This is among the scarier things I’ve read recently. It’s by Jeff Stein, the National Security editor at Congressional Quarterly:
FOR the past several months, Iâ€™ve been wrapping up lengthy interviews with Washington counterterrorism officials with a fundamental question: â€œDo you know the difference between a Sunni and a Shiite?â€
A â€œgotchaâ€ question? Perhaps. But if knowing your enemy is the most basic rule of war, I donâ€™t think itâ€™s out of bounds. And as I quickly explain to my subjects, Iâ€™m not looking for theological explanations, just the basics: Whoâ€™s on what side today, and what does each want?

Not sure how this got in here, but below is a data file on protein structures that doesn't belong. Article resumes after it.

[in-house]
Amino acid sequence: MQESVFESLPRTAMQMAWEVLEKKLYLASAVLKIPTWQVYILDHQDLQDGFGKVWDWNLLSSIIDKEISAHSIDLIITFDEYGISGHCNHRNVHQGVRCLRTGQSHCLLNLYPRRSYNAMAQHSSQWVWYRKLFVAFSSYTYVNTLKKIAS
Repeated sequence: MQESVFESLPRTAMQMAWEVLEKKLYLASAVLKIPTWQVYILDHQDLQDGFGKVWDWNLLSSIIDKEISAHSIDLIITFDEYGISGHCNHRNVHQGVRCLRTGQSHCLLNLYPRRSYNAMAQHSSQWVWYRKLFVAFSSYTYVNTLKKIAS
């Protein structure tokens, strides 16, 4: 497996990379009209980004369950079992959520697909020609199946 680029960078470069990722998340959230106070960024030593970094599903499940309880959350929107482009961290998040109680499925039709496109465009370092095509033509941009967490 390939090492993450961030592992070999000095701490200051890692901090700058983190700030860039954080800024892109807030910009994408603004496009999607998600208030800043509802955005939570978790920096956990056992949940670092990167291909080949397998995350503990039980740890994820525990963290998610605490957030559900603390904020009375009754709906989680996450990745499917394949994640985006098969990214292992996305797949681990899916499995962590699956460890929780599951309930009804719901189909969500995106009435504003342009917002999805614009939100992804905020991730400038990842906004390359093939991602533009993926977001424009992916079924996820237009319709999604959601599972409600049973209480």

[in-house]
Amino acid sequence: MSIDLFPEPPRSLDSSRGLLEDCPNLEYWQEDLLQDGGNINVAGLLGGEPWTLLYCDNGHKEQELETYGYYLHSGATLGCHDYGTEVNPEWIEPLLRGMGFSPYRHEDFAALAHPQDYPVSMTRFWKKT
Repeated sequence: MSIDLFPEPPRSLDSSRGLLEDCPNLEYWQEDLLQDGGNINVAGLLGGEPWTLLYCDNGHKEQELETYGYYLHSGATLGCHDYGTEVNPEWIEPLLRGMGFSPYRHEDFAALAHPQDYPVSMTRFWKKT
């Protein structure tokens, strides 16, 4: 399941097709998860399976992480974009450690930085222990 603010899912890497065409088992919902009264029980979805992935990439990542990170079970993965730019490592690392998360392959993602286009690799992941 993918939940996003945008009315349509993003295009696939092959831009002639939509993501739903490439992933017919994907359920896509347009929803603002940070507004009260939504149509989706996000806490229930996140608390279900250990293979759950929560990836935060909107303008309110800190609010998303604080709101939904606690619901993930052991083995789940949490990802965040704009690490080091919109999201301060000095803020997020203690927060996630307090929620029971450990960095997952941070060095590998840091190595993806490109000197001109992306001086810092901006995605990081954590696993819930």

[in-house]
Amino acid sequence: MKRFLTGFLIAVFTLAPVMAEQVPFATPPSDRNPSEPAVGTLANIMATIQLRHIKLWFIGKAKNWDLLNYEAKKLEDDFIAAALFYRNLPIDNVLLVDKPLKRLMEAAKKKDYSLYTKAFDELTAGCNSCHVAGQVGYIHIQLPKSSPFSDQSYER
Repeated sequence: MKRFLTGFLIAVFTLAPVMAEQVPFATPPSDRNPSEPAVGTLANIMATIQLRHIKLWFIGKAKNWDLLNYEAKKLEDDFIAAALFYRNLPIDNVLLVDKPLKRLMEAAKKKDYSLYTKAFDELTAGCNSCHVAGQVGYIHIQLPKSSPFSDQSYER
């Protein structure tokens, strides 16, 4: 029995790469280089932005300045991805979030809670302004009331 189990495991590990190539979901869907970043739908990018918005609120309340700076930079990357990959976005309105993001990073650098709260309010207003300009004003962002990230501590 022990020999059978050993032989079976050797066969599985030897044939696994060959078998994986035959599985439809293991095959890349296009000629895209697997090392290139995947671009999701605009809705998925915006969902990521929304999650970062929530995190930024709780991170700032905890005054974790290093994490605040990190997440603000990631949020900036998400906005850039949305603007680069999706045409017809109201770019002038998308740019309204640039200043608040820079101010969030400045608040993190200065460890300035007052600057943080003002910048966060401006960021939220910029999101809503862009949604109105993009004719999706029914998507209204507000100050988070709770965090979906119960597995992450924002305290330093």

A few weeks ago, I took the F.B.I.â€™s temperature again. At the end of a long interview, I asked Willie Hulon, chief of the bureauâ€™s new national security branch, whether he thought that it was important for a man in his position to know the difference between Sunnis and Shiites. â€œYes, sure, itâ€™s right to know the difference,â€ he said. â€œItâ€™s important to know who your targets are.â€
That was a big advance over 2005. So next I asked him if he could tell me the difference. He was flummoxed. â€œThe basics goes back to their beliefs and who they were following,â€ he said. â€œAnd the conflicts between the Sunnis and the Shia and the difference between who they were following.â€
O.K., I asked, trying to help, what about today? Which one is Iran â€” Sunni or Shiite? He thought for a second. â€œIran and Hezbollah,â€ I prompted. â€œWhich are they?â€
He took a stab: â€œSunni.â€